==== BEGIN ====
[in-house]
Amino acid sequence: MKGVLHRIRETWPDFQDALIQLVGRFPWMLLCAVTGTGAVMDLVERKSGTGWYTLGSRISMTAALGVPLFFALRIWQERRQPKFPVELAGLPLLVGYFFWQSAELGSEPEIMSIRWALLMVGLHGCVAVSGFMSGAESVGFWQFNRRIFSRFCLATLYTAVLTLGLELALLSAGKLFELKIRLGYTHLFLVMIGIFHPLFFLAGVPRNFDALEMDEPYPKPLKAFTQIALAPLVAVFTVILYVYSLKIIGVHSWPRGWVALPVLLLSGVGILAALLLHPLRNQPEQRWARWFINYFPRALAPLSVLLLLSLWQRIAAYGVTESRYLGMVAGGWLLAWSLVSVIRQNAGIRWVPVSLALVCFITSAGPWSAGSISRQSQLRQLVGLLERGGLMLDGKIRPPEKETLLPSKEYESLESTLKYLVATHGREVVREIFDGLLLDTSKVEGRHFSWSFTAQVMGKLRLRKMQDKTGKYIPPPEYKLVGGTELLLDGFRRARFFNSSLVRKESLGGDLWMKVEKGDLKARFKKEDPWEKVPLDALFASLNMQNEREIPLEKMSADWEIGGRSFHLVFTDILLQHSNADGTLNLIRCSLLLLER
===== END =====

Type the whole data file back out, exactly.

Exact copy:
[in-house]
Amino acid sequence: MKGVLHRIRETWPDFQDALIQLVGRFPWMLLCAVTGTGAVMDLVERKSGTGWYTLGSRISMTAALGVPLFFALRIWQERRQPKFPVELAGLPLLVGYFFWQSAELGSEPEIMSIRWALLMVGLHGCVAVSGFMSGAESVGFWQFNRRIFSRFCLATLYTAVLTLGLELALLSAGKLFELKIRLGYTHLFLVMIGIFHPLFFLAGVPRNFDALEMDEPYPKPLKAFTQIALAPLVAVFTVILYVYSLKIIGVHSWPRGWVALPVLLLSGVGILAALLLHPLRNQPEQRWARWFINYFPRALAPLSVLLLLSLWQRIAAYGVTESRYLGMVAGGWLLAWSLVSVIRQNAGIRWVPVSLALVCFITSAGPWSAGSISRQSQLRQLVGLLERGGLMLDGKIRPPEKETLLPSKEYESLESTLKYLVATHGREVVREIFDGLLLDTSKVEGRHFSWSFTAQVMGKLRLRKMQDKTGKYIPPPEYKLVGGTELLLDGFRRARFFNSSLVRKESLGGDLWMKVEKGDLKARFKKEDPWEKVPLDALFASLNMQNEREIPLEKMSADWEIGGRSFHLVFTDILLQHSNADGTLNLIRCSLLLLER